Asian stocks hit by US tech slide, FX subdued

THE Philippine peso and South Korean won led losses on Thursday among subdued Asian emerging currencies, while stock markets in the region fell after disappointing earnings forecasts from Facebook parent Meta Platforms hammered tech shares.

The won was trading 0.5% lower, while the peso fell as much as 0.7% to its lowest since Nov. 10, 2022.

The Indonesian rupiah fell 0.4%, losing the ground it gained a day earlier when the country's central bank surprised markets by delivering an unexpected quarter-point rate hike to support the currency.

"We believe BI (Bank Indonesia) struck a hawkish tone and left the door open to further hikes, retaining a strong focus on its FX stability goal and a still-sanguine view on the growth outlook," Nomura analysts said in a note.

Analysts at Citi said the "hike is unlikely to do much for the rupiah in the near-term" largely due to the uncertain global macroeconomic backdrop. They now see smaller cumulative rate cuts, totalling 100 basis points by 2025 compared to a previous expectation of 150 bps.

In other regional currencies, the Malaysian ringgit depreciated 0.2%, while the Thai baht dropped 0.3%.

Most emerging market stocks fell, led by South Korean and Taiwanese equities, after Meta's earnings forecasts disappointed investors.

Tech bellwethers Alphabet, Microsoft and Intel are due to report earnings later on Thursday.

South Korean stocks fell 1.8% whereas shares in Taiwan lost 1.4%. Both gained more than 2% in the previous session.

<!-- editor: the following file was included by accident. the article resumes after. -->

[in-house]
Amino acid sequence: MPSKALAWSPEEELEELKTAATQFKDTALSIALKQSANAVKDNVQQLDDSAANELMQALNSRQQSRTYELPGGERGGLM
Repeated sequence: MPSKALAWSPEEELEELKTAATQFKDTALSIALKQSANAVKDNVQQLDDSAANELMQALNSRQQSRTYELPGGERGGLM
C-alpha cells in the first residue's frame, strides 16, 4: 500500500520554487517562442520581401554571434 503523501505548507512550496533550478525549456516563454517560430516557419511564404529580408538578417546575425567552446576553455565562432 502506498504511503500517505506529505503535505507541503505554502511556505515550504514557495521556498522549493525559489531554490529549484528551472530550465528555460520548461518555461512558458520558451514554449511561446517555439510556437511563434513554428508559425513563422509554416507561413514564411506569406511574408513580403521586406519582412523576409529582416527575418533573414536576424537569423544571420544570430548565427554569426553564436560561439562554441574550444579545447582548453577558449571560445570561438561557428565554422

Investors also await first-quarter U.S. gross domestic product data due later in the day and March personal consumption expenditures on Friday, for further insights on the Federal Reserve's monetary policy outlook.

Stocks in Malaysia remained largely unchanged after data showed the country's consumer price index (CPI) rose 1.8% from a year earlier in March, just below the predicted 2% rise, according to a Reuters poll.

"We think inflation could pick up somewhat due to the services tax hike starting in March, but it will remain manageable at around 2%," said MUFG's Lloyd Chan.

Singapore stocks were as much as 1.3% lower, while Indonesian shares fell 0.6%.

Bucking the trend, Philippine shares gained as much as 0.4%, while stocks in Thailand rose 0.3%.

The Vietnamese dong was 0.3% higher, distancing itself from the record low hit last week.


** Indonesia's central bank delivers surprise rate hike to anchor rupiah

** China's yuan inches lower, a whisker away from daily downside limit

** Fragile yen could make BOJ's Ueda tilt more towards hawkish stance - Reuters

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